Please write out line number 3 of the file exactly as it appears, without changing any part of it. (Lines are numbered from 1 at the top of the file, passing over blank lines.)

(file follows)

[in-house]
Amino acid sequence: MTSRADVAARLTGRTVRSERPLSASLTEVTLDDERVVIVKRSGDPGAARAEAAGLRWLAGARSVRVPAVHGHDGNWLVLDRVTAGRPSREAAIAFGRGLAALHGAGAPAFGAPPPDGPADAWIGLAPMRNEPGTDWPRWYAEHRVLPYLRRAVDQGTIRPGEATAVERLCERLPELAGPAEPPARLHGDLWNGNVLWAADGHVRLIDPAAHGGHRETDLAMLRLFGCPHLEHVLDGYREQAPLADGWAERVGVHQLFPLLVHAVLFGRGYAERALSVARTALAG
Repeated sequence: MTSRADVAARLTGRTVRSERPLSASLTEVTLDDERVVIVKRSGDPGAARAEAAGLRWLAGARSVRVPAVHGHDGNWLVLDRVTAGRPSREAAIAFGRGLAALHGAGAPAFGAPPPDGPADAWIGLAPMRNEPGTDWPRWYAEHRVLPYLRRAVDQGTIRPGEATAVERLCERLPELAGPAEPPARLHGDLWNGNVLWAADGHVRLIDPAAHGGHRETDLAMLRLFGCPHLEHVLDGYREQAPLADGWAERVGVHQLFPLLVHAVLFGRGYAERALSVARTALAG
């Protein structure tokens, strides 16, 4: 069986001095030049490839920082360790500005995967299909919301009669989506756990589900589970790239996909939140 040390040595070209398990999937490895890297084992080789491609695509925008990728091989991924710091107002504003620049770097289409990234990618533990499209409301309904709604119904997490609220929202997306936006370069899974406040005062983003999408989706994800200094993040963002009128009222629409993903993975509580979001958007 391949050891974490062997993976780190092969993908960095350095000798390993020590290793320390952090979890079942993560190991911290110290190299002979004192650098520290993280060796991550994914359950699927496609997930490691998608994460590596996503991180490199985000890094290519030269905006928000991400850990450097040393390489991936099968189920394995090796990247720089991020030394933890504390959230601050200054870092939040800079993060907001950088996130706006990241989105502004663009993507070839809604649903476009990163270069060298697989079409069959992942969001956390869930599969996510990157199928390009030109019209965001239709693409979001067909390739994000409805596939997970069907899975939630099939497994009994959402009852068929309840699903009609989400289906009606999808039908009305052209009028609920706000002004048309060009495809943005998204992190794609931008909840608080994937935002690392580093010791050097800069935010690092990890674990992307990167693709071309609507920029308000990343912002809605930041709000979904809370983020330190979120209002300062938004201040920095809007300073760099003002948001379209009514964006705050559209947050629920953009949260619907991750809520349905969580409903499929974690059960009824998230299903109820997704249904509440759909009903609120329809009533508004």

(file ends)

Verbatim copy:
Repeated sequence: MTSRADVAARLTGRTVRSERPLSASLTEVTLDDERVVIVKRSGDPGAARAEAAGLRWLAGARSVRVPAVHGHDGNWLVLDRVTAGRPSREAAIAFGRGLAALHGAGAPAFGAPPPDGPADAWIGLAPMRNEPGTDWPRWYAEHRVLPYLRRAVDQGTIRPGEATAVERLCERLPELAGPAEPPARLHGDLWNGNVLWAADGHVRLIDPAAHGGHRETDLAMLRLFGCPHLEHVLDGYREQAPLADGWAERVGVHQLFPLLVHAVLFGRGYAERALSVARTALAG